1.1 This test method describes an accurate technique for measuring the normal spectral emittance of electrically nonconducting materials in the temperature range from 1000 to 1800 K, and at wavelengths from 1 to 35 ?m. It is particularly suitable for measuring the normal spectral emittance of materials such as ceramic oxides, which have relatively low thermal conductivity and are translucent to appreciable depths (several millimetres) below the surface, but which become essentially opaque at thicknesses of 10 mm or less.
1.2 This test method requires expensive equipment and rather elaborate precautions, but produces data that are accurate to within a few percent. It is particularly suitable for research laboratories, where the highest precision and accuracy are desired, and is not recommended for routine production or acceptance testing. Because of its high accuracy, this test method may be used as a reference method to be applied to production and acceptance testing in case of dispute.
1.3 This test method requires the use of a specific specimen size and configuration, and a specific heating and viewing technique. The design details of the critical specimen furnace are presented in Ref (1), and the use of a furnace of this design is necessary to comply with this test method. The transfer optics and spectrophotometer are discussed in general terms.
1.4 The values stated in SI units are to be regarded as standard. No other units of measurement are included in this standard.
1.5 This standard does not purport to address all of the safety concerns, if any, associated with its use. It is the responsibility of the user of this standard to establish appropriate safety and health practices and determine the applicability of regulatory limitations prior to use.
2. Referenced Documents
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A Temperature and Emissivity Separation Algorithm for Advanced Spaceborne Thermal Emission and Reflection Radiometer (ASTER) Images
by: Alan Gillespie, Shuichi Rokugawa, Tsuneo Matsunaga, J. Steven Cothern, Simon Hook, and Anne Kahle
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Manuscript received October 31, 1997. This work was a collaborative effort of the U.S. and Japanese EOS/ASTER instrument teams, sponsored by the NASA EOS Project and ERSDAC.
A. Gillespie and J.S. Cothern are with the Department of Geological Sciences, University of Washington, Seattle, Washington 98195-1310, USA.
S. Rokugawa is with The University of Tokyo, Faculty of Engineering, 7-3-1 Hongo, Bunkyo-ku, Tokyo 113, JAPAN.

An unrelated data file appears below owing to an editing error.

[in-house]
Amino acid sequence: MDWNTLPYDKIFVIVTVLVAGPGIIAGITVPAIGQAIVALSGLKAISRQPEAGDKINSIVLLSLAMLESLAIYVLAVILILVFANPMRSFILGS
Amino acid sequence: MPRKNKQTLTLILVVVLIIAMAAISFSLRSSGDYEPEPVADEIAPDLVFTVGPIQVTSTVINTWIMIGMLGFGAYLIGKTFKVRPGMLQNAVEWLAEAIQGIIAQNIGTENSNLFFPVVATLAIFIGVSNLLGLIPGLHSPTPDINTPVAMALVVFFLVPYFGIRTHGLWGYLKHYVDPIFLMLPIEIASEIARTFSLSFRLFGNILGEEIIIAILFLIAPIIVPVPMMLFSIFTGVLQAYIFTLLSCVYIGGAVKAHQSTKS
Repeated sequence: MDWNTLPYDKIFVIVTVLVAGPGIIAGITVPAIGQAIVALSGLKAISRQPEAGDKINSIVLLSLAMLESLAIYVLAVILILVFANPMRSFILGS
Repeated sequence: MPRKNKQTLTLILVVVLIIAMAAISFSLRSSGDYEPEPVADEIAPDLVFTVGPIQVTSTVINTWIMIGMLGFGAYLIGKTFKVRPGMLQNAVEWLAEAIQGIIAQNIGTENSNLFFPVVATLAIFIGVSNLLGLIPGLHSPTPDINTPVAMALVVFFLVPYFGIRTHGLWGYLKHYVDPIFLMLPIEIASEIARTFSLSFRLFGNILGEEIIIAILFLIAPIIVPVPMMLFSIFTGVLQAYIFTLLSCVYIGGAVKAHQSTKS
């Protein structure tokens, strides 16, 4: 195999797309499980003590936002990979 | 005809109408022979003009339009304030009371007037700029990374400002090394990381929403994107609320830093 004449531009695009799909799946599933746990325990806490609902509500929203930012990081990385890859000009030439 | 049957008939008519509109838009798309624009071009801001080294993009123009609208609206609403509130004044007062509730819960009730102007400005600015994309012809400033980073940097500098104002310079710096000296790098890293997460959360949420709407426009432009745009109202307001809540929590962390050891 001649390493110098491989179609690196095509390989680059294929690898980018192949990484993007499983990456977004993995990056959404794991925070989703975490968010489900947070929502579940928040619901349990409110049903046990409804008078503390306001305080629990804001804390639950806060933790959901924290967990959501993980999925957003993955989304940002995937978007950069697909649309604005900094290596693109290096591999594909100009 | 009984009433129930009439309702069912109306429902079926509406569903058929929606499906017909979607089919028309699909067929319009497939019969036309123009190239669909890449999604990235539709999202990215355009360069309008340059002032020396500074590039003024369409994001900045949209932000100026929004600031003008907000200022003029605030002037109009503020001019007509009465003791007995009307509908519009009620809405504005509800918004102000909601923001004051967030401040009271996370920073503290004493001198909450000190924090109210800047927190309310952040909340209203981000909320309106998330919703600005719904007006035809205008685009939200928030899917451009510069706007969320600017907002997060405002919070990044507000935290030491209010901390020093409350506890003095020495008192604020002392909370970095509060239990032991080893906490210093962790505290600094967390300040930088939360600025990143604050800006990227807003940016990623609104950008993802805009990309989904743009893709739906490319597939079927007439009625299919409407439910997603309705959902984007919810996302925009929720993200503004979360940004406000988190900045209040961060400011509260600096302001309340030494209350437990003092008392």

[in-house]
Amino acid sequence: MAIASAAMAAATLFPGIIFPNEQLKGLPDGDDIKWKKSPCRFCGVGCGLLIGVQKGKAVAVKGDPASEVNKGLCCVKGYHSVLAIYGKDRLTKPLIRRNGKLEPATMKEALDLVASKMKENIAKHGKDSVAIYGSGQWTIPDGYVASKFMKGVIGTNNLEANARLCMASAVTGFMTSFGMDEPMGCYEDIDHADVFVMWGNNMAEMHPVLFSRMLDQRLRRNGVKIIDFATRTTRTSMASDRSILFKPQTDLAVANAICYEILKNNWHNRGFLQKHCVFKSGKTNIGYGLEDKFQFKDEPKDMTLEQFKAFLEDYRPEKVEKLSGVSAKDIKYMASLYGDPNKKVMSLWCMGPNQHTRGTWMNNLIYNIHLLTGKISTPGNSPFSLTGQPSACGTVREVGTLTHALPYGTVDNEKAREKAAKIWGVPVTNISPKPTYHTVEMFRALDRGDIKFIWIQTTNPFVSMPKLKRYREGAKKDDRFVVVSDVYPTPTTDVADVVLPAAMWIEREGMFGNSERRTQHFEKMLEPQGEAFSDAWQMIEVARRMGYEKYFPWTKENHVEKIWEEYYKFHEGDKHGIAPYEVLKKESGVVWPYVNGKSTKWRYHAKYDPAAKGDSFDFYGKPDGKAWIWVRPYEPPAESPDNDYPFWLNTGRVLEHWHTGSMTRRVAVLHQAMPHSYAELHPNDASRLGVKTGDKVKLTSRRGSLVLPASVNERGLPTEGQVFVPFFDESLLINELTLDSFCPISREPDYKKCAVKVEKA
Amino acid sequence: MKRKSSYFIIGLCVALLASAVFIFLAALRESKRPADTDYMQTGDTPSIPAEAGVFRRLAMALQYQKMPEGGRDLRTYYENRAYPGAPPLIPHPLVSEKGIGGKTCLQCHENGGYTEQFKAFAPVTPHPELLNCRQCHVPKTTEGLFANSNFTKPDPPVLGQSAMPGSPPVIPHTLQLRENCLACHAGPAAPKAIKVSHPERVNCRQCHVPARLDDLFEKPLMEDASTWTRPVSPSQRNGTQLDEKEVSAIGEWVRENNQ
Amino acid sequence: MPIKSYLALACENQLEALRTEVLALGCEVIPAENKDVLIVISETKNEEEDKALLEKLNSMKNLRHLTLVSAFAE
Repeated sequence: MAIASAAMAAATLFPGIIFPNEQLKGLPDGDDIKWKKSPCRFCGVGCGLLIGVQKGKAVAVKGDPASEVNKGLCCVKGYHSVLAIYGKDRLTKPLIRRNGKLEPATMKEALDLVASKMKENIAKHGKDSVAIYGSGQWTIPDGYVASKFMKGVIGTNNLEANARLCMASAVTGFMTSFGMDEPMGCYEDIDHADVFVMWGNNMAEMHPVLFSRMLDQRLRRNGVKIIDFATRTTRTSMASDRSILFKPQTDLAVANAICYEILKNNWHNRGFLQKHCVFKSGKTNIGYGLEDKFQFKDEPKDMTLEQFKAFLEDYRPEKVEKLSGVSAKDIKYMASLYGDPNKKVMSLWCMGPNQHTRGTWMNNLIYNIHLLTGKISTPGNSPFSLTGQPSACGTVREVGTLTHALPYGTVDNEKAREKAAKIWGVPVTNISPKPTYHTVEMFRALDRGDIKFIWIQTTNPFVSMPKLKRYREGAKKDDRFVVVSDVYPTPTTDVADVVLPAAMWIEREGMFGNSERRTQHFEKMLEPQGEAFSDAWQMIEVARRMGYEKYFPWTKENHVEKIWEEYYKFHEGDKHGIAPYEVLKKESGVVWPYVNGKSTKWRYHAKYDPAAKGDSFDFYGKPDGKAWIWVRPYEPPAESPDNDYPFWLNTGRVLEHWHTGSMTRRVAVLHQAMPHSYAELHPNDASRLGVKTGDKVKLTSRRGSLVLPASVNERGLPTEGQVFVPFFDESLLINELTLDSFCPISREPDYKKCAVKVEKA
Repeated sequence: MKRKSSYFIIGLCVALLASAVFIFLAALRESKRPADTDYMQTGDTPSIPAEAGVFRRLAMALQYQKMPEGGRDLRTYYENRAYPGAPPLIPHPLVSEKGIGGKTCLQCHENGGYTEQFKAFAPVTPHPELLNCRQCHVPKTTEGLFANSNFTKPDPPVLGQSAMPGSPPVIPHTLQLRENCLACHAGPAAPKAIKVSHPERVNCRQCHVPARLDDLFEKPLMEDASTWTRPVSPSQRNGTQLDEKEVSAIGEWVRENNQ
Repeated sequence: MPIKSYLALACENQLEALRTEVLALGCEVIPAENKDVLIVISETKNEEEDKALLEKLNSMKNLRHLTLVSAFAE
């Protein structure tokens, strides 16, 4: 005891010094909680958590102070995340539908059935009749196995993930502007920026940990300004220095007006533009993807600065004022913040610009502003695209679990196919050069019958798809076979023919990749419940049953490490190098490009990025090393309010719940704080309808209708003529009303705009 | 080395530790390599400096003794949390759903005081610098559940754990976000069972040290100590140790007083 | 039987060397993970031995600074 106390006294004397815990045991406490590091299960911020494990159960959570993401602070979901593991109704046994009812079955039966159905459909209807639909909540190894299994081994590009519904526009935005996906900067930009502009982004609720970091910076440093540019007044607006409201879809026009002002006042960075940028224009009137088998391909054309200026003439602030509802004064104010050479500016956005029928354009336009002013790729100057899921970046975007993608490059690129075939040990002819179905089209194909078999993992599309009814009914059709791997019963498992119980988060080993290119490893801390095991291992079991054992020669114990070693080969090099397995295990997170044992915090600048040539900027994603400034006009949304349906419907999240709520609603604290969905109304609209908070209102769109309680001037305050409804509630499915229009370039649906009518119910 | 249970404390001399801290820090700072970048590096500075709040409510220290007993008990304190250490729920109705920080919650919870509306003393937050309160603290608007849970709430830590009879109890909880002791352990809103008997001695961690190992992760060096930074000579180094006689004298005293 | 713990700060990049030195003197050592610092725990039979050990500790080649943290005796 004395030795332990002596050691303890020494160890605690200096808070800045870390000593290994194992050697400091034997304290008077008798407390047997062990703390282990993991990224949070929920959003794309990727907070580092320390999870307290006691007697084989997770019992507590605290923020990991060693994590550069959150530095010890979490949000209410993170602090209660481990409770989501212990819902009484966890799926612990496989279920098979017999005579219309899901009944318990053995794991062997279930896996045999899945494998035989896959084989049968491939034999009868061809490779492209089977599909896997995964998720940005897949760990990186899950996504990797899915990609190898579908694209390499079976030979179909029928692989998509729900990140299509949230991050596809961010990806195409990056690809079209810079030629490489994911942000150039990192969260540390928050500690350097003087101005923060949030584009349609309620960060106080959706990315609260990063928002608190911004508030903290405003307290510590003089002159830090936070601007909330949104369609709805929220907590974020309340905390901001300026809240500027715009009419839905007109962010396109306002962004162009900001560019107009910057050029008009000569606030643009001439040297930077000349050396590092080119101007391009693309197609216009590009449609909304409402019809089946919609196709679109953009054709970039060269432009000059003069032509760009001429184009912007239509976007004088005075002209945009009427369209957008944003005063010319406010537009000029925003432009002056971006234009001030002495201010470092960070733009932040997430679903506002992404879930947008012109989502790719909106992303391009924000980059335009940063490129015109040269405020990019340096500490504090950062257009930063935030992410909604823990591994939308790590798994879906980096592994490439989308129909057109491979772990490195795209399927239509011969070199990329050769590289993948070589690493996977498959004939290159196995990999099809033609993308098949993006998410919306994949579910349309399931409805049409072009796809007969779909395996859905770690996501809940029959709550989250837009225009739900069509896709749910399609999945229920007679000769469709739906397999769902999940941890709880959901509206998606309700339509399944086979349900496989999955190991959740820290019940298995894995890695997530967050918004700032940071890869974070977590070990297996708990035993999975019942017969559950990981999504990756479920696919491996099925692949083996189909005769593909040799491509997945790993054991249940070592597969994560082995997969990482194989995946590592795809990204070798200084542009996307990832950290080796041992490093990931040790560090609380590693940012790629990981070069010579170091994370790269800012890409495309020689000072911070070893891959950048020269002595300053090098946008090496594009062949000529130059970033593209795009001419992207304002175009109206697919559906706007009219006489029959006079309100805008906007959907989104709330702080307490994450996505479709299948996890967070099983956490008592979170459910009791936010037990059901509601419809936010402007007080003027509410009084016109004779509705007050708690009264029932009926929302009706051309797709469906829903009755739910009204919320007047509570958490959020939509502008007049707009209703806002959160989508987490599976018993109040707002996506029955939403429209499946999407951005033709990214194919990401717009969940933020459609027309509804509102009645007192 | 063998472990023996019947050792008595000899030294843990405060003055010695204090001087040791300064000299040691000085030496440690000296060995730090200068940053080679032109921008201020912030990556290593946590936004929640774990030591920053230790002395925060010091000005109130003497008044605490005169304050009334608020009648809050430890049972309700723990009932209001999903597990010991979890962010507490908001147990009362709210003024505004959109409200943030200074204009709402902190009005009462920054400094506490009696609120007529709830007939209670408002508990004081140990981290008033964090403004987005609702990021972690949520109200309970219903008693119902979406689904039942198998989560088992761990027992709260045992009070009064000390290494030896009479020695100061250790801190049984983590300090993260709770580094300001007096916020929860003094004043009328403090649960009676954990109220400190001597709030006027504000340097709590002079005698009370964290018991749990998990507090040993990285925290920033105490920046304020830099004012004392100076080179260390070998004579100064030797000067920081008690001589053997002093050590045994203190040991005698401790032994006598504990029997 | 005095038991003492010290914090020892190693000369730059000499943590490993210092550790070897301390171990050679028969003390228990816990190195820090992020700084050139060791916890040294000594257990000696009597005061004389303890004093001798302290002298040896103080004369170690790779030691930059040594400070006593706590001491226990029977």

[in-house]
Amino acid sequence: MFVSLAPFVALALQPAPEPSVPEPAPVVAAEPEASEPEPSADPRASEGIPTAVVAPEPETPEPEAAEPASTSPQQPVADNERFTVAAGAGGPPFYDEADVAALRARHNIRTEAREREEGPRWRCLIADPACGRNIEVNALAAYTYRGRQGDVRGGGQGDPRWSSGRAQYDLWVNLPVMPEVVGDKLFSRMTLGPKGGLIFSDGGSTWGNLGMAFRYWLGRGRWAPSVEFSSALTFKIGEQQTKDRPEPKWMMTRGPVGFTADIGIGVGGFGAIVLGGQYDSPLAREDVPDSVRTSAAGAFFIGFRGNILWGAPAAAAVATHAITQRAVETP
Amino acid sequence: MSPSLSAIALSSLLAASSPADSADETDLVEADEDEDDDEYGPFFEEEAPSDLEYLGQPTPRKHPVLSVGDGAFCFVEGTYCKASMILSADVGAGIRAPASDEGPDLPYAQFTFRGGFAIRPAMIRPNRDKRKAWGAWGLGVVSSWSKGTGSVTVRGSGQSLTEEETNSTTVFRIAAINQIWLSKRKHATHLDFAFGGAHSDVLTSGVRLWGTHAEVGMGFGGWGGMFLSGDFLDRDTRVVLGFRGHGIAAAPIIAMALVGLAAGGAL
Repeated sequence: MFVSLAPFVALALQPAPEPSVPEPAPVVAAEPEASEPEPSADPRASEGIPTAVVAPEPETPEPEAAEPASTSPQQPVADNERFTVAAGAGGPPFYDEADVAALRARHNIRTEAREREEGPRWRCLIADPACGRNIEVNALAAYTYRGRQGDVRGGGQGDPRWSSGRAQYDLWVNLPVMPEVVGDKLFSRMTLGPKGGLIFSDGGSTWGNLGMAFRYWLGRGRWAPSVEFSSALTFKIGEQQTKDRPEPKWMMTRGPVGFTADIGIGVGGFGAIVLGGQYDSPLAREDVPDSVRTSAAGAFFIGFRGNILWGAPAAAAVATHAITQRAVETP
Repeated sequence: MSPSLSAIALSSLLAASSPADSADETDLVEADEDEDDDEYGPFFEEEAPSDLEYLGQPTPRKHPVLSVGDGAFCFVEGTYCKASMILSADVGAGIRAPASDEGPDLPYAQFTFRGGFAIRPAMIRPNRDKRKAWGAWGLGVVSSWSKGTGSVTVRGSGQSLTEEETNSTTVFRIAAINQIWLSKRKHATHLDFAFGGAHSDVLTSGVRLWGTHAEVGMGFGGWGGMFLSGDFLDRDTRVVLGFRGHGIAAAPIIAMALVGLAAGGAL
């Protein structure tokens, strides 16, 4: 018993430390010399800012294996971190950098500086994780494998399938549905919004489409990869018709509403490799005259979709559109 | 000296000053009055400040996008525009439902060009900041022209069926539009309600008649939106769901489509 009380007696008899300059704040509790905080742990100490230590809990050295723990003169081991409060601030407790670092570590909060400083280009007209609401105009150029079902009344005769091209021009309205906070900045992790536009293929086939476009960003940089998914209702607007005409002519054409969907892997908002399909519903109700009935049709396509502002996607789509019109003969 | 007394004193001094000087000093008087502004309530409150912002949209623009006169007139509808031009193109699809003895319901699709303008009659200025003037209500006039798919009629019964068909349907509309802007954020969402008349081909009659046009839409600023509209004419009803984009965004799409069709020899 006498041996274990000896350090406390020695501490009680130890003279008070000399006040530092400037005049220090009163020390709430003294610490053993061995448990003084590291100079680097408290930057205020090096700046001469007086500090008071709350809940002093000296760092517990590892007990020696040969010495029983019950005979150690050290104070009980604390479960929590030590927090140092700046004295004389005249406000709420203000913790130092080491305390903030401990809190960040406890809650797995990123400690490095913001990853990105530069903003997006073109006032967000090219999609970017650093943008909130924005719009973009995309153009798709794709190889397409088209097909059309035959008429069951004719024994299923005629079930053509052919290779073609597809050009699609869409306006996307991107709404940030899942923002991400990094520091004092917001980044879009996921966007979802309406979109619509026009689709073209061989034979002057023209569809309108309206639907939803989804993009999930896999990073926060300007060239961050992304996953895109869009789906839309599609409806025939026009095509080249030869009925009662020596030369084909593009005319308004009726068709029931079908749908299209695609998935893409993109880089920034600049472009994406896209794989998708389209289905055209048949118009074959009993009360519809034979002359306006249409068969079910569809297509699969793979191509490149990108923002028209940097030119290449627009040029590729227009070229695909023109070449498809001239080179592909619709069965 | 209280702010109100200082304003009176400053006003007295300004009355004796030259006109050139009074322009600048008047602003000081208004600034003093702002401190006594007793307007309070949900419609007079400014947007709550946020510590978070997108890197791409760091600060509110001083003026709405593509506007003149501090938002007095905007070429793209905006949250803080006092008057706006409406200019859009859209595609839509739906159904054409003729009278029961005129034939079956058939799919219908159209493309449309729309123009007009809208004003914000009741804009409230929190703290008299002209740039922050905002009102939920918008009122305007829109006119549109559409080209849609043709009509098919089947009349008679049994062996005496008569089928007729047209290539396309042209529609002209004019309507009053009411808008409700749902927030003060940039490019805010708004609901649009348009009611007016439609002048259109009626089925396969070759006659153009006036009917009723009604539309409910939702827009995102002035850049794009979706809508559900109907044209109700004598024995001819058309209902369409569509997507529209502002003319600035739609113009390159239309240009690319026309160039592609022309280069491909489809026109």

T. Matsunaga is with the Geological Survey of Japan, 1-1-3 Higashi, Tsukuba, Ibaraki 305, JAPAN.
S. Hook and A. Kahle are with the Jet Propulsion Laboratory 183-501, Pasadena, California 91109, USA
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The ASTER scanner on NASA’s EOS-AM1 satellite (launch: June, 1998) will collect five channels of TIR data with an NE DT of <0.3 K to estimate surface temperatures and emissivity spectra, especially over land, where emissivities are not known in advance. Temperature/emissivity separation (TES) is difficult because there are five measurements but six unknowns. Various approaches have been used to constrain the extra degree of freedom. ASTER’s TES algorithm hybridizes three established algorithms, first estimating the normalized emissivities, and then calculating emissivity band ratios. An empirical relationship predicts the minimum emissivity from the spectral contrast of the ratioed values, permitting recovery of the emissivity spectrum. TES uses an iterative approach to remove reflected sky irradiance. Based on numerical simulation, TES should be able to recover temperatures within about 1.5K, and emissivities within about 0.015. Validation using airborne simulator images taken over playas and ponds in central Nevada demonstrates that, with proper atmospheric compensation, it is possible to meet the theoretical expectations. The main sources of uncertainty in the output temperature and emissivity images are the empirical relationship between emissivity values and spectral contrast, compensation for reflected sky irradiance, and ASTER’s precision, calibration, and atmospheric correction.
Modern emissivity measuring facility for industry-orientated calibrations developed at PTB
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CAPTION: Local variation of the directed spectral emissivity of a car paint sample at a wavelength of 4 µm, measured using a thermography camera. (IMAGE COURTESY PTB)
Industry and research are increasingly relying on non-contact temperature measurements with the aid of heat radiation, for example, for the reliable and reproducible drying of car paint.
In order to attain exact and reliable results, the emissivity of the measured surface has to be known. It can only be determined precisely in complex measuring facilities.
by: H. E. Rast, H. H. Caspers, and S. A. Miller *
Infrared Division, Research Department, Naval Weapons Center Corona Laboratories Corona, California 91720
Received 13 November 1967
“ABSTRACT: The infrared spectral emittance E of single crystals of YVO4 has been examined near 4.2 and 77°K in the wavelength range 4-125 micrometers…”
* Formerly Naval Ordnance Laboratory, Corona, Calif.